On Oct. 1, 1965, following an attempted military coup, the government of Indonesia launched a campaign of mass killing. Over the following months, between 500,000 and 1 million people were killed by local militias and Indonesian soldiers. Those targeted included leftists, ethnic Chinese, trade unionists, teachers, intellectuals, civil society activists, artists, and those involved in women’s organizations. The targeted individuals were subject to torture, rape, imprisonment, forced labor, forced eviction, and extrajudicial execution. The United States government provided the Indonesian Army with financial, military, and intelligence support during the period of the mass killings and allegedly did so while aware that such killings were taking place.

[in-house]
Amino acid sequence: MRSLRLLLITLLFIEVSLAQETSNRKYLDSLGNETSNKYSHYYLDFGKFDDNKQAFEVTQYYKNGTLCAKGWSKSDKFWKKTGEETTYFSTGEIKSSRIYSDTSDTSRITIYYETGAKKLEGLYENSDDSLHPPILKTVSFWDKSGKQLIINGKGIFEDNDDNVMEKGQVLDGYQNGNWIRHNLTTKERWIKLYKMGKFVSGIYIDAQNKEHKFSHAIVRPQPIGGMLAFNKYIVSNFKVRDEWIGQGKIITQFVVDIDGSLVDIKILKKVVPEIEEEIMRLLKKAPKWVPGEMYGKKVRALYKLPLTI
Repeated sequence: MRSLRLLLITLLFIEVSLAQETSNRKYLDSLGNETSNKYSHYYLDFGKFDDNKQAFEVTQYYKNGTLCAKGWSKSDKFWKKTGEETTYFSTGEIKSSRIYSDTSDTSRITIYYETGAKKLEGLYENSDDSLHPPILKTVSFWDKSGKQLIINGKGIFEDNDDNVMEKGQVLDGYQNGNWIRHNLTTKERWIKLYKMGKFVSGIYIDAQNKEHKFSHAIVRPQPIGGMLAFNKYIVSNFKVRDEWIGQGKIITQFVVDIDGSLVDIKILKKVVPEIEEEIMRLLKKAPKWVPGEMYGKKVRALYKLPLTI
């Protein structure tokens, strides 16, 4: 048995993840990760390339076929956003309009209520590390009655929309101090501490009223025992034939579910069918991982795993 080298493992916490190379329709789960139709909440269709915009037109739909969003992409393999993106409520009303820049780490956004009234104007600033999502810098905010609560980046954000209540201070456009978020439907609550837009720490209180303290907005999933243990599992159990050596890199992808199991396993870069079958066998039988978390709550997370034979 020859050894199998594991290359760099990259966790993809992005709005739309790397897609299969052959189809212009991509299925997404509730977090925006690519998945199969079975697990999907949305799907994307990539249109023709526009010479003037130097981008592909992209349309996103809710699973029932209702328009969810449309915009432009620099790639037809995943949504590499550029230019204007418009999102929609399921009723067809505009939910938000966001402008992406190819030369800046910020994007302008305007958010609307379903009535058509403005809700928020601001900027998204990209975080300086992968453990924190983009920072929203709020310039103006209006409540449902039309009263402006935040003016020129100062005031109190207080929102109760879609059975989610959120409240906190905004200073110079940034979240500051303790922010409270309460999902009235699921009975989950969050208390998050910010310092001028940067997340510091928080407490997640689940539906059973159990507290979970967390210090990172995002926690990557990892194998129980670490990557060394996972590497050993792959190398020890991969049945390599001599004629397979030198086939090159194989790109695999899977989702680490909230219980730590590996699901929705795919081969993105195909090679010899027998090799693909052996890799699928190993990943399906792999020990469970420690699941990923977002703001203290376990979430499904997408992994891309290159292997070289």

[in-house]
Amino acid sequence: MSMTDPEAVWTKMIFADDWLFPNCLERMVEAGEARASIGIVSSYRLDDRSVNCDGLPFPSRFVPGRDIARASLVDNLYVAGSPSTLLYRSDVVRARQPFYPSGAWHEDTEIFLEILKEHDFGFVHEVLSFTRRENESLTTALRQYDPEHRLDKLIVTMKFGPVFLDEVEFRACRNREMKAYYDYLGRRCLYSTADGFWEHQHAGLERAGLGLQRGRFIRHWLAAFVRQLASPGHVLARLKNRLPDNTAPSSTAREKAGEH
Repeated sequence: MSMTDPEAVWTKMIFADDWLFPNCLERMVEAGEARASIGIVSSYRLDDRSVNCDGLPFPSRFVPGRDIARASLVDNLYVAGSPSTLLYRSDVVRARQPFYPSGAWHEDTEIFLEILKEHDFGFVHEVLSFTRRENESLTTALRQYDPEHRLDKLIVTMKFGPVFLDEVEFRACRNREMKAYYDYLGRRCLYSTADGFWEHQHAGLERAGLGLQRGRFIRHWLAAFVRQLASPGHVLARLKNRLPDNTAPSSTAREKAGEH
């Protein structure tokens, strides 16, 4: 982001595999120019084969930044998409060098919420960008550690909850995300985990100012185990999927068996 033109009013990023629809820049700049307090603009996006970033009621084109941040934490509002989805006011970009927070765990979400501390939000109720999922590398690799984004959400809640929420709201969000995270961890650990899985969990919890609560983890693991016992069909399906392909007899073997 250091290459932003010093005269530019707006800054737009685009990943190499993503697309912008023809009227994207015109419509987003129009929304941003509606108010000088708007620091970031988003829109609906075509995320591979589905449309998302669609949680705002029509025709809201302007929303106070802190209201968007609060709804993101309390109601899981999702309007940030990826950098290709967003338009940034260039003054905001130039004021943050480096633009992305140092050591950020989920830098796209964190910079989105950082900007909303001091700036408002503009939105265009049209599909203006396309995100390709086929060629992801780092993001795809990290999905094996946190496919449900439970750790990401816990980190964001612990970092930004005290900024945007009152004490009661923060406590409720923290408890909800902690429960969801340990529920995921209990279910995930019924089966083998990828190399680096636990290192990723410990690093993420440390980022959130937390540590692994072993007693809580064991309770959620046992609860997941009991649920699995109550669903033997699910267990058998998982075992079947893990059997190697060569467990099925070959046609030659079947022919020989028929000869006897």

In Indonesia today, the perpetrators of these crimes have not been held accountable, and many remain in positions of power. In public discourse, the events are still considered taboo. The lack of transparency and accountability provides little space for truth, justice, reconciliation, or redress for the families of the victims.
Oct. 1, 2015, marks the 50th anniversary of the beginning of the mass atrocities. With a Senate resolution, the United States government can open the books on its own role during the period and play a key role in helping the Indonesian government open dialogue about the mass atrocities, moving the country toward justice and reconciliation. The resolution will condemn the 1965–66 atrocities, call on U.S. agencies to declassify documents related to the events, and urge political leaders in Indonesia to establish a commission to address the human rights violations and promote reconciliation across the country.
Tell the United States Senate that you will support this resolution.